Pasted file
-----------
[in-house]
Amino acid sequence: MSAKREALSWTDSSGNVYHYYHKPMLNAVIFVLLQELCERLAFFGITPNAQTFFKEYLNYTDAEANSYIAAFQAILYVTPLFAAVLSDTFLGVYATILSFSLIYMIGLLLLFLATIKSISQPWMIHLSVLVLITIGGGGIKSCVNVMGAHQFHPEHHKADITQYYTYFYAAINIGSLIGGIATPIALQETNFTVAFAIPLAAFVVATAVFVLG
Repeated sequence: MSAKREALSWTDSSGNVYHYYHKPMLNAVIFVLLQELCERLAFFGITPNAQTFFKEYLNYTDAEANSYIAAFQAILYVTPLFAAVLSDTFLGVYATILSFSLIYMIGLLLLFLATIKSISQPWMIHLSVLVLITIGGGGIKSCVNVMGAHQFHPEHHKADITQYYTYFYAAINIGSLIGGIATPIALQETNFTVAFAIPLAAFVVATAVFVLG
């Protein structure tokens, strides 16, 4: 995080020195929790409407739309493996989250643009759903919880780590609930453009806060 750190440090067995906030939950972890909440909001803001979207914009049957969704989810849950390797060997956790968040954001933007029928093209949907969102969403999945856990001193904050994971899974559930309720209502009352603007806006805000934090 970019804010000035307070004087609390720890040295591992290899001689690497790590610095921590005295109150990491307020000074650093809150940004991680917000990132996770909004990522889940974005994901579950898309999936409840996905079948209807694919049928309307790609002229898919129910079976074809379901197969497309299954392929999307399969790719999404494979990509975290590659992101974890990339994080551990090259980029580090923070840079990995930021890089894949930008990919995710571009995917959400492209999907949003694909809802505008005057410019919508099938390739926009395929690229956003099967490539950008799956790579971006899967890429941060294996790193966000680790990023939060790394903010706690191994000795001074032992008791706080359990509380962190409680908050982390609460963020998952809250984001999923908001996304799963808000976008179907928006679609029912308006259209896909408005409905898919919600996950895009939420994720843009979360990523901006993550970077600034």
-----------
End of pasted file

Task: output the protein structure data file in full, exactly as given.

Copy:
[in-house]
Amino acid sequence: MSAKREALSWTDSSGNVYHYYHKPMLNAVIFVLLQELCERLAFFGITPNAQTFFKEYLNYTDAEANSYIAAFQAILYVTPLFAAVLSDTFLGVYATILSFSLIYMIGLLLLFLATIKSISQPWMIHLSVLVLITIGGGGIKSCVNVMGAHQFHPEHHKADITQYYTYFYAAINIGSLIGGIATPIALQETNFTVAFAIPLAAFVVATAVFVLG
Repeated sequence: MSAKREALSWTDSSGNVYHYYHKPMLNAVIFVLLQELCERLAFFGITPNAQTFFKEYLNYTDAEANSYIAAFQAILYVTPLFAAVLSDTFLGVYATILSFSLIYMIGLLLLFLATIKSISQPWMIHLSVLVLITIGGGGIKSCVNVMGAHQFHPEHHKADITQYYTYFYAAINIGSLIGGIATPIALQETNFTVAFAIPLAAFVVATAVFVLG
């Protein structure tokens, strides 16, 4: 995080020195929790409407739309493996989250643009759903919880780590609930453009806060 750190440090067995906030939950972890909440909001803001979207914009049957969704989810849950390797060997956790968040954001933007029928093209949907969102969403999945856990001193904050994971899974559930309720209502009352603007806006805000934090 970019804010000035307070004087609390720890040295591992290899001689690497790590610095921590005295109150990491307020000074650093809150940004991680917000990132996770909004990522889940974005994901579950898309999936409840996905079948209807694919049928309307790609002229898919129910079976074809379901197969497309299954392929999307399969790719999404494979990509975290590659992101974890990339994080551990090259980029580090923070840079990995930021890089894949930008990919995710571009995917959400492209999907949003694909809802505008005057410019919508099938390739926009395929690229956003099967490539950008799956790579971006899967890429941060294996790193966000680790990023939060790394903010706690191994000795001074032992008791706080359990509380962190409680908050982390609460963020998952809250984001999923908001996304799963808000976008179907928006679609029912308006259209896909408005409905898919919600996950895009939420994720843009979360990523901006993550970077600034």